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Marcel can execute host executables, and integrate them into pipelines. For example, there is no cat operator in marcel, but there is a useful Linux operator by that name, so this works:

M 0.18.3 jao@loon ~/git/marcel$ cat ~/.gitconfig
   name = Jack Orenstein
   email =
   editor = emacs
   spellcheck = false
   helper = store

If you want to be explicit about using an executable (and not an operator), you can use the bash operator. So, for example, if you really want to use the host operating system's pwd command, instead of marcel's pwd operator, you can do so as follows:

M 0.18.3 jao@loon ~/git/marcel$ bash pwd

Mixing host executables and marcel operators in the same pipeline works well. At the boundary between the two, strings are passed. Between marcel operators, Python values are passed.

For example, this command, which combines operators and executables, lists the usernames of users whose shell is /bin/bash. map and select are marcel operators, while cat, xargs and echo are Linux executables.

M 0.18.3 jao@loon ~/git/marcel$ cat /etc/passwd \
M +$    | map (line: line.split(':')) \
M +$    | select (*line: line[-1] == '/bin/bash') \
M +$    | map (username, *_: username) \
M +$    | xargs echo
root jao postgres

  • cat /etc/passwd: Obtain the contents of the file. Lines are piped to subsequent commands.

  • map (line: line.split(':')): Split the lines at the : separators, yielding 7-tuples.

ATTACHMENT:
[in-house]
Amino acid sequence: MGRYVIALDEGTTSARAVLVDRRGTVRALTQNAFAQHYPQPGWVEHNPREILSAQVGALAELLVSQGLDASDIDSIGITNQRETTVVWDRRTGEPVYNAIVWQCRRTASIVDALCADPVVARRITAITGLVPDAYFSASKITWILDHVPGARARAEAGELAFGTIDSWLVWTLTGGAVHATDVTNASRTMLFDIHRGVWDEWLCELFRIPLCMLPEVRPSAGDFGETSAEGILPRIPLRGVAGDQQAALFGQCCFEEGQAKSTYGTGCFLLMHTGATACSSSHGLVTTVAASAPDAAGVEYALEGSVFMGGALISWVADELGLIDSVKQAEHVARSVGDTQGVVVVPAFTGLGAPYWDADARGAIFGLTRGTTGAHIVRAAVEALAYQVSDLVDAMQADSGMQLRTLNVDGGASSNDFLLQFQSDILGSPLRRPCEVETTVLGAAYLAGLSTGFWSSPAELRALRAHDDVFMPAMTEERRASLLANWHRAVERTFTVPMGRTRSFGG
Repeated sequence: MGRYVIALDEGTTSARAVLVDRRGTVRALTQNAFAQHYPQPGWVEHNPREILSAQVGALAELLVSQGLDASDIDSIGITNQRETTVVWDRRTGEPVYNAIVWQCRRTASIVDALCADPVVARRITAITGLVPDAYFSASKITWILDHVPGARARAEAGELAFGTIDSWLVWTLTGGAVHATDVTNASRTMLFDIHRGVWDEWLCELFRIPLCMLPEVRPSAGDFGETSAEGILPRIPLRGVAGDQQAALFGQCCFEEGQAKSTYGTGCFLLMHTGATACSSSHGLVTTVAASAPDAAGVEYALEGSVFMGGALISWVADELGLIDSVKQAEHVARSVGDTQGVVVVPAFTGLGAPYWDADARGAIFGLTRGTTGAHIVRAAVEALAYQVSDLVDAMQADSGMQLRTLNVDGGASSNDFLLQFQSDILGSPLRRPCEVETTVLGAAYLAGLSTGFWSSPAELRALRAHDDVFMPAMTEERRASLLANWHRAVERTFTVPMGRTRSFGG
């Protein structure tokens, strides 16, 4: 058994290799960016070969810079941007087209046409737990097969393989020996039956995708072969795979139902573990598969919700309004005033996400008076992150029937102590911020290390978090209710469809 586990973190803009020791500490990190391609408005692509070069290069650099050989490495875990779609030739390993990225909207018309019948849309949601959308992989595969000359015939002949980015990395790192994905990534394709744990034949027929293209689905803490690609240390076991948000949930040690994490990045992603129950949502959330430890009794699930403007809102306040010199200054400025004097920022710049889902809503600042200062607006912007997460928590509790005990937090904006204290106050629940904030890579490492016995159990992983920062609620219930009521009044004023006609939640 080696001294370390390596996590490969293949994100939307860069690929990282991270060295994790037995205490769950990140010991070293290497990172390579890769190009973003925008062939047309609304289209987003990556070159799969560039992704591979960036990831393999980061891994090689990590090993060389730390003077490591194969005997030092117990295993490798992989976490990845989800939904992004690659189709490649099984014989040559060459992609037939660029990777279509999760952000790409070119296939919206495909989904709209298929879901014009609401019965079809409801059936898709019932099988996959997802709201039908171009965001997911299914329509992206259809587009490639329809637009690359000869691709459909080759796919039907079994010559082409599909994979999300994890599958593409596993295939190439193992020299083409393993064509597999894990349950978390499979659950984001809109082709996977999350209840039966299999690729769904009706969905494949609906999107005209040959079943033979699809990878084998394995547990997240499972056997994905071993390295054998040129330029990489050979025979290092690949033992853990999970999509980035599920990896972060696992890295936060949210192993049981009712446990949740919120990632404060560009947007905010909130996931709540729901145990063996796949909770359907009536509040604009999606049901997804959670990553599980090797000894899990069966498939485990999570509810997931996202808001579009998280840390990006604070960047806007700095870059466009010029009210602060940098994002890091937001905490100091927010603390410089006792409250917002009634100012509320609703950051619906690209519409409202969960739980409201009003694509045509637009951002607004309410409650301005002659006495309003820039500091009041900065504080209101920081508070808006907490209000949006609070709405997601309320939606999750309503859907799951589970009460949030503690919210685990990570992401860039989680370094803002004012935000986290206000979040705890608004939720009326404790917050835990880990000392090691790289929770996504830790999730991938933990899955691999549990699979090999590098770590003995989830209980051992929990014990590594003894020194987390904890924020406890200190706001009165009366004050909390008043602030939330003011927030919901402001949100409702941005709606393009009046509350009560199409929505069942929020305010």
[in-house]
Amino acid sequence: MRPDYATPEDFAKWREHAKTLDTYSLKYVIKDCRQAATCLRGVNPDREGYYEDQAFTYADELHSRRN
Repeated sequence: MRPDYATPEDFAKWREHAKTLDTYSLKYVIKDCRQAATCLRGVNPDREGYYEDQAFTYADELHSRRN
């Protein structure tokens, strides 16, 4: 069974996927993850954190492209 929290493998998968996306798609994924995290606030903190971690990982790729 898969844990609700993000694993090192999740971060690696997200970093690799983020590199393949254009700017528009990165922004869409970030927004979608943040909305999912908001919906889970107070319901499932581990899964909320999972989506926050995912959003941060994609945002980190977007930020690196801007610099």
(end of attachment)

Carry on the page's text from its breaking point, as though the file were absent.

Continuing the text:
• select (*line: line[-1] == '/bin/bash'): select those lines in which the last field is /bin/bash.

  • map (username, *_: username): Keep the username field of each input tuple.

  • xargs echo: Combine the incoming usernames into a single line, which is printed to stdout.

Another kind of escape is the sudo operator. It works very much like the host operating system's sudo command, allowing you to execute some commands that you would otherwise not be permitted to execute. You configure marcel's sudo in the same way as that of the host OS, (e.g. editing /etc/sudoers). One difference is that marcel's sudo operator takes a pipeline argument, instead of a host OS command. For example, to examine root's .ssh directory:

M 0.18.3 jao@loon ~/git/marcel$ ls /root/.ssh
No qualifying paths, (possibly due to permission errors): ['/root/.ssh']
M 0.18.3 jao@loon ~/git/marcel$ sudo (| ls /root/.ssh |)
drwx------   root   root       4096   2023 Oct 25 04:31:14   .
-rw-------   root   root        389   2023 Aug 03 10:01:11   authorized_keys
-rw-------   root   root       3369   2023 Aug 02 22:24:46   id_rsa
-rw-r--r--   root   root        735   2023 Aug 02 22:24:46
-rw-------   root   root       1170   2023 Aug 02 10:12:46   known_hosts
-rw-------   root   root        948   2023 Aug 02 10:12:42   known_hosts.old

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